If you’re a business that offers SME funding, you’re constantly thinking about ways to tap into different audiences and find new clients. It can be a real challenge, and one that can prove the difference between sustained success or a dangerous decline.
Data from the British Business Bank reveals that 45% of SMEs applied for external finance in 2020 – a significant rise compared to the 13% in 2019, and a surge that was no doubt heavily influenced by the coronavirus pandemic.
The figures show there are plenty of companies out there seeking help but when it comes to financial products in particular, SMEs want a partner they can trust. It can be difficult to know how to position yourself as one of those when your competitors all seem to offer the same messaging and promises. What can really tip the scales is an endorsement of your business from another party.
This might come in the form of a referral or an introduction. But what’s the difference and which is the best way to secure new clients?
What is a referral?
A referral is where your business is recommended by a third party – perhaps one who has used your products or services in the past – to an SME owner who might be seeking funding. In many cases, these referrals are solicited in that your business may actively ask its partners to endorse your services to other parties who may be interested. Often, there are financial rewards at stake for the middle man in the form of a commission if the referral leads to a successful conversion.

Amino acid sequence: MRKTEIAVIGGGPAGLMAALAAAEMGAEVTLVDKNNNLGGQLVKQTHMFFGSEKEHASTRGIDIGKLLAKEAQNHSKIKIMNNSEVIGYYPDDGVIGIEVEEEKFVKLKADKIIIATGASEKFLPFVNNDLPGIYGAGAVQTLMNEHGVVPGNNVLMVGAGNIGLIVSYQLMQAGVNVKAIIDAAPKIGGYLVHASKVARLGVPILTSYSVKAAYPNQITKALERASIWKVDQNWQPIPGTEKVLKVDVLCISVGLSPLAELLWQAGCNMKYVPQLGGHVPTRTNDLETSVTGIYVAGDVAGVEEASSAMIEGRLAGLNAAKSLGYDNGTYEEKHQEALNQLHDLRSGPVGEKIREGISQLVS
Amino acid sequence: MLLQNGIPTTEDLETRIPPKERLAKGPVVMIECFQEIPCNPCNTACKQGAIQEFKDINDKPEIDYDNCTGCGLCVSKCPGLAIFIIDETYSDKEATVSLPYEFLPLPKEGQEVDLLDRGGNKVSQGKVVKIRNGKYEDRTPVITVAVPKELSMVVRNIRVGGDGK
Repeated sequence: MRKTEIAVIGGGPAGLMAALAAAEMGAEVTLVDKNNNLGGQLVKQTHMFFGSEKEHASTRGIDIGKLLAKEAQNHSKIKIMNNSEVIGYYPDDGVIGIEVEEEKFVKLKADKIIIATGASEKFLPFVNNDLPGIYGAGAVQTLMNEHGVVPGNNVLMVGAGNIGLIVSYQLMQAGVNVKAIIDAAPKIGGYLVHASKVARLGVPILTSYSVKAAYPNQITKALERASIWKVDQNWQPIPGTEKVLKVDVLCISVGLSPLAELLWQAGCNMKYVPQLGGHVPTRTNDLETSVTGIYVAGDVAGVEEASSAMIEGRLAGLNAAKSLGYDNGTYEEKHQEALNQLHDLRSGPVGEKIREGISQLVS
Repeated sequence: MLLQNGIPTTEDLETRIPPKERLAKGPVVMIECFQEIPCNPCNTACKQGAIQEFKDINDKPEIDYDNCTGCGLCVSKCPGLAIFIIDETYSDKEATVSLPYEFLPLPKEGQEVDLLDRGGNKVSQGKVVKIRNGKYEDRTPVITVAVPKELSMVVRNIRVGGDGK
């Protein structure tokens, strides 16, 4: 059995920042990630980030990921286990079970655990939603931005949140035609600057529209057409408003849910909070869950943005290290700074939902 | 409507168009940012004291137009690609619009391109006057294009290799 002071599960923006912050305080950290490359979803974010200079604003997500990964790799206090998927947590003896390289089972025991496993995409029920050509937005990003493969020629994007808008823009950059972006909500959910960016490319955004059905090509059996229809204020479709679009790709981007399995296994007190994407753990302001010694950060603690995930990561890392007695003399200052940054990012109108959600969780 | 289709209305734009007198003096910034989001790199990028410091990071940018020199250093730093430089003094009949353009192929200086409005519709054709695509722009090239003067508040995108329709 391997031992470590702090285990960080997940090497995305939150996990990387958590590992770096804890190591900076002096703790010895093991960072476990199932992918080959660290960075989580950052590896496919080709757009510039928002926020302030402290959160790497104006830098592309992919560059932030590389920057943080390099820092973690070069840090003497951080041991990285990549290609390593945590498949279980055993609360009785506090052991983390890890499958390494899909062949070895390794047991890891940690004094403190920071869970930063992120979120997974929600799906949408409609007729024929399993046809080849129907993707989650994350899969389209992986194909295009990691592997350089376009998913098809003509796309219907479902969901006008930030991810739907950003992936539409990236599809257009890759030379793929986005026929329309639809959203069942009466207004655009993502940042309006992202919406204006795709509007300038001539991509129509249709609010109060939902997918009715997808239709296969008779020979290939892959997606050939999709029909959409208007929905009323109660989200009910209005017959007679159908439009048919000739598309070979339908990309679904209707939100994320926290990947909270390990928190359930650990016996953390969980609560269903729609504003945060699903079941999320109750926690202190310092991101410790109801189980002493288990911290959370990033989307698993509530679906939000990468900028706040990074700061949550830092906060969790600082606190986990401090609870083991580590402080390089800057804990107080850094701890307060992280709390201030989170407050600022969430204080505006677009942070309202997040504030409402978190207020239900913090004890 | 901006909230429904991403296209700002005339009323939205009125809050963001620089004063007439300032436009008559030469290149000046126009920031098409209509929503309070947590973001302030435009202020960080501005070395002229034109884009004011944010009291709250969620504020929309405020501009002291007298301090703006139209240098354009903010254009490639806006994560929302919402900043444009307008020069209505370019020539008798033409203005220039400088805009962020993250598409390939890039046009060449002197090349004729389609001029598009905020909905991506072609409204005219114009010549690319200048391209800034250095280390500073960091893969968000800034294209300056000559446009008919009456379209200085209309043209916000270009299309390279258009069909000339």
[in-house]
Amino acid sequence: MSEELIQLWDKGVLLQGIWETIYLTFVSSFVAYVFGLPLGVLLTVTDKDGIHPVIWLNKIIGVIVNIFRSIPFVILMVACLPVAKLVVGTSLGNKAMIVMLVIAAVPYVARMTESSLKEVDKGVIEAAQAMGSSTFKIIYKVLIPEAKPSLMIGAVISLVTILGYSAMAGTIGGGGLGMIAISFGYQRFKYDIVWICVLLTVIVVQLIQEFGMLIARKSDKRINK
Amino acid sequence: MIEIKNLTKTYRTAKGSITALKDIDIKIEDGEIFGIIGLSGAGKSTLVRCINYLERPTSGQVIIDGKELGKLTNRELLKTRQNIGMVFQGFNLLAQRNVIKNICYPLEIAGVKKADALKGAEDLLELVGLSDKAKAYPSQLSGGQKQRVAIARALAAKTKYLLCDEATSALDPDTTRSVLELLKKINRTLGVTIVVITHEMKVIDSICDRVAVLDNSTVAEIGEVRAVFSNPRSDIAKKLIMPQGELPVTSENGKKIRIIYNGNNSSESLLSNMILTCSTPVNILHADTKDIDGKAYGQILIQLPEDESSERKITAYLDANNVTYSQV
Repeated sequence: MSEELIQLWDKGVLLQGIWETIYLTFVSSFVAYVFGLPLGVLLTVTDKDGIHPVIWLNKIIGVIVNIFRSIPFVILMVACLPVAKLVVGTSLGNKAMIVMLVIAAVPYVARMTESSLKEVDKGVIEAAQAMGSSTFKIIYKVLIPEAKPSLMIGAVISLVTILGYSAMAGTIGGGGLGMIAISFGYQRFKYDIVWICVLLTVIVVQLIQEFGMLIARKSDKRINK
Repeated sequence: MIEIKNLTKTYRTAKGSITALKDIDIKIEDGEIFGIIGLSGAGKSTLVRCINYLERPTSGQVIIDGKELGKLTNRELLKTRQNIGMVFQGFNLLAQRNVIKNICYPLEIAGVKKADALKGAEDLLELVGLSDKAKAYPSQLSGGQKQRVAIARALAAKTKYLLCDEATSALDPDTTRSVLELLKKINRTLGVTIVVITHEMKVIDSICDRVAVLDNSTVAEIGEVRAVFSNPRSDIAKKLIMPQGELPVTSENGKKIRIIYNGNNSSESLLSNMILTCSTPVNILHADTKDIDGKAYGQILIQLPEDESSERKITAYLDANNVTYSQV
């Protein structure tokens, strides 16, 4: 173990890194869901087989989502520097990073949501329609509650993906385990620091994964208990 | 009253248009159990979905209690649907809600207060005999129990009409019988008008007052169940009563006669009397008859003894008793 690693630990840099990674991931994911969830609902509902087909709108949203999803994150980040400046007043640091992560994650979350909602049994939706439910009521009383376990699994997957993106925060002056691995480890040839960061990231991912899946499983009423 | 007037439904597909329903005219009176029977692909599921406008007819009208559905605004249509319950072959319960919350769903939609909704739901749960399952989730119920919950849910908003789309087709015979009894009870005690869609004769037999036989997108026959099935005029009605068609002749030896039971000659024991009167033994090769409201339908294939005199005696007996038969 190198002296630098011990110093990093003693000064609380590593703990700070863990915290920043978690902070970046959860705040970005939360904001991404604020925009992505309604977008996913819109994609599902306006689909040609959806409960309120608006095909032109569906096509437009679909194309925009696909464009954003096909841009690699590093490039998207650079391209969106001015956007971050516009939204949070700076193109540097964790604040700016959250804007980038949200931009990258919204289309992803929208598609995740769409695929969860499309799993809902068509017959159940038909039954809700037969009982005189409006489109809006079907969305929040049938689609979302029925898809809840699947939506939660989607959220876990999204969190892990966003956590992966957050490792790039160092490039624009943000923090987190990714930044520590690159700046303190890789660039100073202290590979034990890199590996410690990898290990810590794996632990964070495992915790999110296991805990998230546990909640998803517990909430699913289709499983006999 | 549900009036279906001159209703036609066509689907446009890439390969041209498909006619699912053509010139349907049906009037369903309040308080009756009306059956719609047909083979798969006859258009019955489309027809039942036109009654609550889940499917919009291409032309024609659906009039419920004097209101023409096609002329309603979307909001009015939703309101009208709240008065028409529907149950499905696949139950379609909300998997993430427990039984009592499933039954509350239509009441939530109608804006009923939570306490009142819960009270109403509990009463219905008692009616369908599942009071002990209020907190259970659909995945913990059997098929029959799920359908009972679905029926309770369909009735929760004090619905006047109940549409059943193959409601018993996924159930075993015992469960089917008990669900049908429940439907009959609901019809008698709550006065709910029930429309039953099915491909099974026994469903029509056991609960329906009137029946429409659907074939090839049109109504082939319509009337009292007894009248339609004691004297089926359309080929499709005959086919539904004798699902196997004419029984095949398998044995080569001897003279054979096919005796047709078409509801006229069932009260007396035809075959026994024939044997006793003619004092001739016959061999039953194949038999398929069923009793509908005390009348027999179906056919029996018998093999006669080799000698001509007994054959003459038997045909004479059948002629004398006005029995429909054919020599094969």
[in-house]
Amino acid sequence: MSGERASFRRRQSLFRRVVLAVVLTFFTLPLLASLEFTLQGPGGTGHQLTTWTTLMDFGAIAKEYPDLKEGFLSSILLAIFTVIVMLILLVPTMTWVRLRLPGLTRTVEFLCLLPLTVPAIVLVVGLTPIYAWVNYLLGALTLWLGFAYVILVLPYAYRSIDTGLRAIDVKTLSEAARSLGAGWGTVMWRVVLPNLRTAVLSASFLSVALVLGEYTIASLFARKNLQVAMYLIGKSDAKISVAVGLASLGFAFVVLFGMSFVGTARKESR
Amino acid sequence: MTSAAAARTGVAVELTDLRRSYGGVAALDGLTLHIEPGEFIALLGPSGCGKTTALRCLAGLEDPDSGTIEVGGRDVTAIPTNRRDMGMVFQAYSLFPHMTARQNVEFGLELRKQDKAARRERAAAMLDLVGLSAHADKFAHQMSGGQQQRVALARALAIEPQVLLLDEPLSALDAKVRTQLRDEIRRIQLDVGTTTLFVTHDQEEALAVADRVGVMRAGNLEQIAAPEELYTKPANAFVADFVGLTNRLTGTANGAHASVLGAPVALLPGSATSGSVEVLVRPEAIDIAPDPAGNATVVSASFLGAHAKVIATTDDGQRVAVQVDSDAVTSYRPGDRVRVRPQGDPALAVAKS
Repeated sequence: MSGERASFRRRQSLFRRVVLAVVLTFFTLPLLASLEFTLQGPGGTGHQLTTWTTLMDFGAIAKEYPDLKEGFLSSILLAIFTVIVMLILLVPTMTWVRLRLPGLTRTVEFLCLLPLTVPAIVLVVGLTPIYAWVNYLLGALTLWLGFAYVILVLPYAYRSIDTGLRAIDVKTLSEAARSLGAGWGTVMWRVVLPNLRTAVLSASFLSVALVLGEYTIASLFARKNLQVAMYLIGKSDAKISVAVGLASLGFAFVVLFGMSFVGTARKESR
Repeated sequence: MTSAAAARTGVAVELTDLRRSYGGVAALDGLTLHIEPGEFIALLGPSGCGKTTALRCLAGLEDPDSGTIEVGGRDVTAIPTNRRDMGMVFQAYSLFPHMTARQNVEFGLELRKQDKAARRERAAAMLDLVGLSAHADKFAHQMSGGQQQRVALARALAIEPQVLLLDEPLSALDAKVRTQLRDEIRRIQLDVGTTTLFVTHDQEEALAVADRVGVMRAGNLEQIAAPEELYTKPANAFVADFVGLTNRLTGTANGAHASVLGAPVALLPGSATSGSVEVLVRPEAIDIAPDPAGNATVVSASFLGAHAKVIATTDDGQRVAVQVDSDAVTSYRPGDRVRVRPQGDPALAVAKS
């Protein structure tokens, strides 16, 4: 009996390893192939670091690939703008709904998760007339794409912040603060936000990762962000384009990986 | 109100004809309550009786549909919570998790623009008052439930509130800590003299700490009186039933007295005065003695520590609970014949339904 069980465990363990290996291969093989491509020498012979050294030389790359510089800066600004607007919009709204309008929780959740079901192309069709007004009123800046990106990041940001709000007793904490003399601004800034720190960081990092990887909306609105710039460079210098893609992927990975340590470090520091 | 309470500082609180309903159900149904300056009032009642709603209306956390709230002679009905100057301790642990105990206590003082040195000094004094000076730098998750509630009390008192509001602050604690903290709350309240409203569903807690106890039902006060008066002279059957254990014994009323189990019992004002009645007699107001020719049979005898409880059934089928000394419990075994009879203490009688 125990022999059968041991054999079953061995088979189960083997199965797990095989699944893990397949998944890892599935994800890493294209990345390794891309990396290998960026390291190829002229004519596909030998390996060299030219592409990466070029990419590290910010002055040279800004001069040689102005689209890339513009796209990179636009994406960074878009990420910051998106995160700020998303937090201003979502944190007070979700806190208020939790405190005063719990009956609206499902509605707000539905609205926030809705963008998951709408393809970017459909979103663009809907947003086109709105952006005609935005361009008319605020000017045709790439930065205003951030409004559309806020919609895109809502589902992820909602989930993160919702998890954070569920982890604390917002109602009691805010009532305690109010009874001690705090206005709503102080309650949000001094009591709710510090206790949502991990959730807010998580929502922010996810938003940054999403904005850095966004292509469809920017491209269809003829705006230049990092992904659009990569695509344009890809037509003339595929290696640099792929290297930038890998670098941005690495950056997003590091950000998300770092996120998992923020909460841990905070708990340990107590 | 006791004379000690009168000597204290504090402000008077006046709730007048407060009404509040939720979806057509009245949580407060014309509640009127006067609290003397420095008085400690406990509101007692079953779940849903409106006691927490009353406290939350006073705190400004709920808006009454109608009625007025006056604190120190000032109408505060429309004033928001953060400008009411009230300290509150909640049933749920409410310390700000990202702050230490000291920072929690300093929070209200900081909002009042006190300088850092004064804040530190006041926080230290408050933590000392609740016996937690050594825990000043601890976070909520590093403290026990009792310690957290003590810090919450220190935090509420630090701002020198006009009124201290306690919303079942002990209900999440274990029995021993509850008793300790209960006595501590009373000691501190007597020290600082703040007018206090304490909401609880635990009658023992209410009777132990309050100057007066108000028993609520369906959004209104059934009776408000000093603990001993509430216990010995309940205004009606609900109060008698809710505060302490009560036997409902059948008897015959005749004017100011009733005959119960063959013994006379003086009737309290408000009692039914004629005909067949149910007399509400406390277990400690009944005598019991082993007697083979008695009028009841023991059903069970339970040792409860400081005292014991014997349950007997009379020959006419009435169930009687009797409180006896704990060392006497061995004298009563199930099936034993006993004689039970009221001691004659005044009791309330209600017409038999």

What is an introduction?
Introductions are similar to referrals in that they involve a third party bringing your business and a prospective client together. Again, the introducing party can stand to benefit financially from the arrangement but there is a key difference in that introducers typically make their recommendations as part of a natural conversation, rather than seeking out prospective clients on your behalf.
For example, a financial advisor to an SME owner may introduce you if the owner were seeking some external funding to support their business’ growth. This introduction would occur naturally, as a part of the advisor’s service to help their client.
So, which is the best way to secure new clients?
Many believe that introductions are preferable to referrals because the partners in the middle do not feel pressured by your business to actively seek out prospective customers. Instead, they can treat their clients as they normally would and only make an introduction if they believe it would be in the best interests of that client. From the SMEs’ point of view, they’re more likely to act on a recommendation that’s been presented to them in a natural manner, rather than one they feel has been pushed upon them.